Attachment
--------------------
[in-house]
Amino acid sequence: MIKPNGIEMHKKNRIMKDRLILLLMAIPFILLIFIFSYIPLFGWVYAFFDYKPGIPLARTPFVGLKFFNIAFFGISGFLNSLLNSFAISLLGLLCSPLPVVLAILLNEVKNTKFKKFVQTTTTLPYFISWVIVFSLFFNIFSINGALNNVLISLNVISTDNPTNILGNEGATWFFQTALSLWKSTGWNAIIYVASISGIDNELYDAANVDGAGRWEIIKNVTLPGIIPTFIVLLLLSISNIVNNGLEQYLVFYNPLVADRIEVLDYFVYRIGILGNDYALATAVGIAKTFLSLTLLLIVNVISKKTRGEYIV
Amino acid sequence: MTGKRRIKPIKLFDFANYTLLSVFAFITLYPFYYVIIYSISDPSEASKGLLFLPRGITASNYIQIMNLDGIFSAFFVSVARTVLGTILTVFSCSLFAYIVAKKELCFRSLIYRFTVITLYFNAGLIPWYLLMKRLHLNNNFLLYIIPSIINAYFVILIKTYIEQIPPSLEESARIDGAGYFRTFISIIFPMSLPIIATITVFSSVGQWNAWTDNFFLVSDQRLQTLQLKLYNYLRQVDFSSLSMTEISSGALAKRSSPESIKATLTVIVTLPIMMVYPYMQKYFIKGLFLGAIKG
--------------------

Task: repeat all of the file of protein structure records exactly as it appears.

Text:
[in-house]
Amino acid sequence: MIKPNGIEMHKKNRIMKDRLILLLMAIPFILLIFIFSYIPLFGWVYAFFDYKPGIPLARTPFVGLKFFNIAFFGISGFLNSLLNSFAISLLGLLCSPLPVVLAILLNEVKNTKFKKFVQTTTTLPYFISWVIVFSLFFNIFSINGALNNVLISLNVISTDNPTNILGNEGATWFFQTALSLWKSTGWNAIIYVASISGIDNELYDAANVDGAGRWEIIKNVTLPGIIPTFIVLLLLSISNIVNNGLEQYLVFYNPLVADRIEVLDYFVYRIGILGNDYALATAVGIAKTFLSLTLLLIVNVISKKTRGEYIV
Amino acid sequence: MTGKRRIKPIKLFDFANYTLLSVFAFITLYPFYYVIIYSISDPSEASKGLLFLPRGITASNYIQIMNLDGIFSAFFVSVARTVLGTILTVFSCSLFAYIVAKKELCFRSLIYRFTVITLYFNAGLIPWYLLMKRLHLNNNFLLYIIPSIINAYFVILIKTYIEQIPPSLEESARIDGAGYFRTFISIIFPMSLPIIATITVFSSVGQWNAWTDNFFLVSDQRLQTLQLKLYNYLRQVDFSSLSMTEISSGALAKRSSPESIKATLTVIVTLPIMMVYPYMQKYFIKGLFLGAIKG